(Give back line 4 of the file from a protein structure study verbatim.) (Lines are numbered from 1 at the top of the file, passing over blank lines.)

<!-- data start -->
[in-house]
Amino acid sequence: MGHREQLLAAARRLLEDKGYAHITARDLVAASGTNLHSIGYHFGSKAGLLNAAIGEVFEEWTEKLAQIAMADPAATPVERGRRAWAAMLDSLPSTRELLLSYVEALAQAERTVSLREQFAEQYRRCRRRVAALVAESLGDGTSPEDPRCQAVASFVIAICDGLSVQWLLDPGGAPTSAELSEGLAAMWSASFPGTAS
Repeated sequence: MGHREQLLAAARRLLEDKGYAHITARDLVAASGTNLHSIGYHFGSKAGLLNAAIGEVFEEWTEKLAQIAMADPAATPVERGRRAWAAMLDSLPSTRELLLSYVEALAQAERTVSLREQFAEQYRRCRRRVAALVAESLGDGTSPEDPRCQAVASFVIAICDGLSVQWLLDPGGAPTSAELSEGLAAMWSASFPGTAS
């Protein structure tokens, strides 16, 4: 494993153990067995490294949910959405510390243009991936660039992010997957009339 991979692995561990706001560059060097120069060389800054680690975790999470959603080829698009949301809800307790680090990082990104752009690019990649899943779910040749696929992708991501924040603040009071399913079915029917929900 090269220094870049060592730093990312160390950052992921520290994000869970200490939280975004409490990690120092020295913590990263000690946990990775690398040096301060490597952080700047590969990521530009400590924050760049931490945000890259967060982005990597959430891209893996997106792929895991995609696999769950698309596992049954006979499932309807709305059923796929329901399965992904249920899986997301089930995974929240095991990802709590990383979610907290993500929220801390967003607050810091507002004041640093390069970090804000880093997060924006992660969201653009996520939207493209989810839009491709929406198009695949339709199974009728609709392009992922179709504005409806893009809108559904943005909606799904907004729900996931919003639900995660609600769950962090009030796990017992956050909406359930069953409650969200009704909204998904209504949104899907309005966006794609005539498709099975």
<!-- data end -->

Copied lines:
């Protein structure tokens, strides 16, 4: 494993153990067995490294949910959405510390243009991936660039992010997957009339 991979692995561990706001560059060097120069060389800054680690975790999470959603080829698009949301809800307790680090990082990104752009690019990649899943779910040749696929992708991501924040603040009071399913079915029917929900 090269220094870049060592730093990312160390950052992921520290994000869970200490939280975004409490990690120092020295913590990263000690946990990775690398040096301060490597952080700047590969990521530009400590924050760049931490945000890259967060982005990597959430891209893996997106792929895991995609696999769950698309596992049954006979499932309807709305059923796929329901399965992904249920899986997301089930995974929240095991990802709590990383979610907290993500929220801390967003607050810091507002004041640093390069970090804000880093997060924006992660969201653009996520939207493209989810839009491709929406198009695949339709199974009728609709392009992922179709504005409806893009809108559904943005909606799904907004729900996931919003639900995660609600769950962090009030796990017992956050909406359930069953409650969200009704909204998904209504949104899907309005966006794609005539498709099975």